The apparent contradiction is easily enough resolved -- anger is a broad term meaning "the desire for revenge," and "revenge may be desired both well and ill." But this, of course, just swaps "anger" for "revenge," and we're left with the question of whether revenge really can be desired both well and ill.
As St. Thomas points out in an objection:
Now it would seem unlawful to desire vengeance, since this should be left to God, according to Dt. 32:35, "Revenge is Mine." Therefore it would seem that to be angry is always an evil.
As often happens, St. Thomas grants much of the objection:
It is unlawful to desire vengeance considered as evil to the man who is to be punished, but it is praiseworthy to desire vengeance as a corrective of vice and for the good of justice... and when revenge is taken in accordance with the order of judgment, it is God's work, since he who has power to punish "is God's minister," as stated in Rm. 13:4.
There's a lot going on in this reply, and it needs to be read in the context of the whole article, so that for example you see in the main body of the article he has already said that all anger is evil when "one is angry, more or less than right reason demands." But here let me point out just a few things.
First, St. Thomas says "it is praiseworthy to desire vengeance as a corrective of vice and for the good of justice." It is to each person's conscience that he must look to decide how often his anger is directed toward correction of vice and the good of justice. Even when anger is directed toward these goods, one must determine whether the actions taken under its spur are at all likely to effect correction and justice. The passion of anger is often inflamed for reasons not in accordance with the order of judgment, and often not in circumstances in which the order of judgment can be served by the one who is angry.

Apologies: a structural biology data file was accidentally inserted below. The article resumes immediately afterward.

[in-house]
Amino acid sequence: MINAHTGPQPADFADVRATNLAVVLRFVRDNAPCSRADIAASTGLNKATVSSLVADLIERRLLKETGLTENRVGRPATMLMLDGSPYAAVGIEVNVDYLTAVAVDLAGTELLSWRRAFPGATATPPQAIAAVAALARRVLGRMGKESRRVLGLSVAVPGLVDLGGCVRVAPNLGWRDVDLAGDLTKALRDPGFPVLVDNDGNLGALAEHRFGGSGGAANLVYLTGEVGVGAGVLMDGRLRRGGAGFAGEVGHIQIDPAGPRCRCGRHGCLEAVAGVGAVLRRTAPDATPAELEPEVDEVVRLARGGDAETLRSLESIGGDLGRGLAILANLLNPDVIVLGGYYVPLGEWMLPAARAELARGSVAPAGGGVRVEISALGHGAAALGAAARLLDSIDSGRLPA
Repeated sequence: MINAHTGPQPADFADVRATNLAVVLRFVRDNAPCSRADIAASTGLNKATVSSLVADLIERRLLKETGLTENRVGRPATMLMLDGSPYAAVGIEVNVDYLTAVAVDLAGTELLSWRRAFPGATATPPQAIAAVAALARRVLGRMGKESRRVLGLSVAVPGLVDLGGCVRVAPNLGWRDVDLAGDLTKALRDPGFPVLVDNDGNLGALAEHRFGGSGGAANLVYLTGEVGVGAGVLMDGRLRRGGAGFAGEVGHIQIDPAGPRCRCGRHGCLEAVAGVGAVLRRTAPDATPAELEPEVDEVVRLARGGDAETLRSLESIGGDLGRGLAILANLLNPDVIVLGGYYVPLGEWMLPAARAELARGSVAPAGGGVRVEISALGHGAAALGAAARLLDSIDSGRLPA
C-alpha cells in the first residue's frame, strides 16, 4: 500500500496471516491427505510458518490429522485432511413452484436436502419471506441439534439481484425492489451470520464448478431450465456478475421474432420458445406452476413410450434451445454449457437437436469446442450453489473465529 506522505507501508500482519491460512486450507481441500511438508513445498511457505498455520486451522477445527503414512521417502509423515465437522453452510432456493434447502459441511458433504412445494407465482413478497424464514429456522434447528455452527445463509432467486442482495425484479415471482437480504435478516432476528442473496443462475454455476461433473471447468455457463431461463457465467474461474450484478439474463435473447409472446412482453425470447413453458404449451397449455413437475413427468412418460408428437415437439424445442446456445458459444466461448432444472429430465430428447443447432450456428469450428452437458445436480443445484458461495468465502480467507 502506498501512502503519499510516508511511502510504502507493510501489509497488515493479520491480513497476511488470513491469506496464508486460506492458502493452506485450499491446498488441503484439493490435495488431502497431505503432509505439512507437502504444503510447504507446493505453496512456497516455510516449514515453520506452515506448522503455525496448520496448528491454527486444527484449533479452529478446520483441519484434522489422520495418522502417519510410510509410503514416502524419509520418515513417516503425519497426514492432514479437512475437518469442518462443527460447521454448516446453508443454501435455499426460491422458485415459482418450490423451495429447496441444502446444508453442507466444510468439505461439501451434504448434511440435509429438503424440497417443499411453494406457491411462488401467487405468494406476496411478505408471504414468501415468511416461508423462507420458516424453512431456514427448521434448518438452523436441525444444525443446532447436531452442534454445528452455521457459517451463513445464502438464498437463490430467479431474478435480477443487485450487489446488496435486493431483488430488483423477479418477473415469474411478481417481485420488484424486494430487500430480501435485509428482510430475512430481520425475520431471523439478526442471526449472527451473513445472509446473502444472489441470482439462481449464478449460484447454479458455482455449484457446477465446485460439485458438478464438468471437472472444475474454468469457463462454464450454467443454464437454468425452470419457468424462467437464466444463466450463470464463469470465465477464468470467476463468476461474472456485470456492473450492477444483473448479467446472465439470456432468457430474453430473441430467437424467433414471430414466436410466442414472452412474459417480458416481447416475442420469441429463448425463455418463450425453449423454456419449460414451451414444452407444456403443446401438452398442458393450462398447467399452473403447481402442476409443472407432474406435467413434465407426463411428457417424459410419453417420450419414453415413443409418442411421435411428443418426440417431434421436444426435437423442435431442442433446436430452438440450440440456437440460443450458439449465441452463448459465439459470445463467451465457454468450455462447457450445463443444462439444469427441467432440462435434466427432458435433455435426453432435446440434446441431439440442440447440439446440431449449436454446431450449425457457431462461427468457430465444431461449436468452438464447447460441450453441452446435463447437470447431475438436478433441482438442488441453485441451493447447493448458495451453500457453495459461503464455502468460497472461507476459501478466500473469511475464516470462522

Which leads to the second point, that my desire for vengeance is not necessarily a desire that I, personally, do the punishing. I can be justly angered by something I read in a newspaper without entertaining the thought of traveling to wherever the injustice occurred and knocking together the heads of the guilty.
What I don't see that I can do, though, is nurse the desire for vengeance without ever acting on it in some way that might contribute to the restoration of justice.
Finally, I think there's a real risk with humans that what begins as a corrective of vice becomes an unreasoned, habitual response. It is never in accordance with the order of justice to treat another person as an object; with anger, the danger is of treating another person as something that, when it acts in some way, we correct by kicking it, so to speak. Vengeance can never be indiscriminate; if it becomes habitual, it becomes vicious.